“[Hardy] made a good throw and we were in business, and Wieters, there was no way he was getting by him,” Jones said. “That was the game-saver. It allowed us to win. It uplifted the whole team. The whole team came off the bench after the bottom of the 16th. We were all pumped. That was the energy we needed.”
In the next half-inning, Jones launched his team-high eighth homer of the season over the Green Monster in left field off Darnell McDonald, another position player who was forced to the mound. Jones became the first Orioles player to hit a home run in the 17th inning or later since Andy Etchebarren in 1967.
Davis, who hadn't pitched since his days at Navarro (Texas) College — he did sign a letter of intent to pitch at Arkansas before being drafted by the Rangers — dodged trouble in the 17th, putting two runners on with no outs.
But he struck out slugger Adrian Gonzalez on three pitches and then induced a double-play ball from McDonald to end the game.
“He actually had good stuff, man,” McDonald said of Davis. “I was impressed. He had a lot of life on his ball, more than I expected. I don't know what's worse, giving up the three-run homer or grounding out into a double-play to end the game. He got the win and hat's off to him.”
Davis saved two game balls, one from his first strikeout and the game ball from the final out. The Orioles celebrated in the Fenway Park visiting clubhouse by giving Davis a shaving cream pie and a dousing him with beer.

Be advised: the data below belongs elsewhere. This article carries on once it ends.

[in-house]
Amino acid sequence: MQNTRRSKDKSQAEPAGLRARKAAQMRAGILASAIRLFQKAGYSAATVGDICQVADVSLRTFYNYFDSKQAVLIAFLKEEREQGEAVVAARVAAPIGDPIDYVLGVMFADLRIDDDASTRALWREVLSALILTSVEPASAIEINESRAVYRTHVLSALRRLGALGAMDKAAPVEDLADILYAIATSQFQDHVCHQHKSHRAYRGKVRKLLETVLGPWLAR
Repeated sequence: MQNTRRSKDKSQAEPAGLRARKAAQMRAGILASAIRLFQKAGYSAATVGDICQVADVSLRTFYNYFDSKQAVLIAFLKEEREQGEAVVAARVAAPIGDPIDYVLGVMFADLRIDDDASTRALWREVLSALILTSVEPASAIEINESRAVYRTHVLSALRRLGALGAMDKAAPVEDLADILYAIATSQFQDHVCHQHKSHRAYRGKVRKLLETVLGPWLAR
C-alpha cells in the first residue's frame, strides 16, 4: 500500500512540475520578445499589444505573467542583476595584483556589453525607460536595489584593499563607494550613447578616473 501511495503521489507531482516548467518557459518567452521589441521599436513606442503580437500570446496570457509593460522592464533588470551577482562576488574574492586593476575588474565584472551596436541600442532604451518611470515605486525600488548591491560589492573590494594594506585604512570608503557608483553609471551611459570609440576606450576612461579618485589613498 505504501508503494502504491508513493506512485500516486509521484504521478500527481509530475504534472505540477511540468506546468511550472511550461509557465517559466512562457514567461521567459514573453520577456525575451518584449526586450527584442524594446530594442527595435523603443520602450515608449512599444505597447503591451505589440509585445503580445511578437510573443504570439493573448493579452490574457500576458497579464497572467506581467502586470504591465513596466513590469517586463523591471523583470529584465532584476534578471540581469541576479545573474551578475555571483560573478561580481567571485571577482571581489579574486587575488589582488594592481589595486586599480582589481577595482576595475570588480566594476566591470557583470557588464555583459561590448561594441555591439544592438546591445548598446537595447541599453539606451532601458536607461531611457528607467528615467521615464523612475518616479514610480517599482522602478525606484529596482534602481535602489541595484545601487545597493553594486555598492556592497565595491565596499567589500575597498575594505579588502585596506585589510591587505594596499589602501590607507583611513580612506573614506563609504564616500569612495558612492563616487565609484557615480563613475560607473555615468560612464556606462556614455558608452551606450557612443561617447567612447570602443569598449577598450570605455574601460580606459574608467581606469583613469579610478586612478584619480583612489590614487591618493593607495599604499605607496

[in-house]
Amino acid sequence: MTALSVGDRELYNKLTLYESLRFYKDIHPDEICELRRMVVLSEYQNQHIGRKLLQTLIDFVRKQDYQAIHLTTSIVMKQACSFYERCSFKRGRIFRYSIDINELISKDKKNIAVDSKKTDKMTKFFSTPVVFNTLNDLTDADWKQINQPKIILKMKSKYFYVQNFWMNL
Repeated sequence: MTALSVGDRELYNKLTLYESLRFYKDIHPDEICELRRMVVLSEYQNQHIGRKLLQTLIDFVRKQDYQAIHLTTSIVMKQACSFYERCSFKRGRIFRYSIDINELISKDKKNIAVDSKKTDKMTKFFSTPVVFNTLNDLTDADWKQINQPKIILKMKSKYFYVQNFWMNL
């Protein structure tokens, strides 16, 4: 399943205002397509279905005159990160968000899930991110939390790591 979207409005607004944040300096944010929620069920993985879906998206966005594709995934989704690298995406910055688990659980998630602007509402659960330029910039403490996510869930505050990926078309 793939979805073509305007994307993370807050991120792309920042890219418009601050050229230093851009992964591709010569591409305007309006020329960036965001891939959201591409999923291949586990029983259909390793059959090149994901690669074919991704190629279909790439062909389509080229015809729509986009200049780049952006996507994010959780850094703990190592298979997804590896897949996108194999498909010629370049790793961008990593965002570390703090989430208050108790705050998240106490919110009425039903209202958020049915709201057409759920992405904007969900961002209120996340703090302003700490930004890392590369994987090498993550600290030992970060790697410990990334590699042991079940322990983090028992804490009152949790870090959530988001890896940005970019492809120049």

“Oh yeah,” Jones said matter of factly. “He got his first major league win.”
The Orioles had their opportunities in extra innings, putting the leadoff runner on base in the 10th, 11th, 12th, 13th and 15th innings, but couldn't advance in either inning. The Orioles grounded into four extra-inning double plays and six for the game.
Despite the end of its 232/3 scoreless-inning streak, the Orioles bullpen lowered its season ERA to a major-league best 1.41. They allowed just one run in 122/3 relief innings on the day and the Orioles received a pair of two-inning scoreless stints from Pedro Strop, Kevin Gregg, Matt Lindstrom and closer Jim Johnson. Lindstrom and Johnson haven't allowed an earned run this season in a combined 252/3 innings.
The game was long enough that the Orioles bullpen began a new streak of nine scoreless innings, including two from Davis.
“It starts with our pitching,” said Orioles shortstop J.J. Hardy, who homered twice and set a new career high with five hits. “Our pitching has been unbelievable, and that gives us a chance to go out there and score just enough runs. As long as our bullpen keeps doing what they're doing and our starters are going deep into ballgames, we've got a pretty good team here.”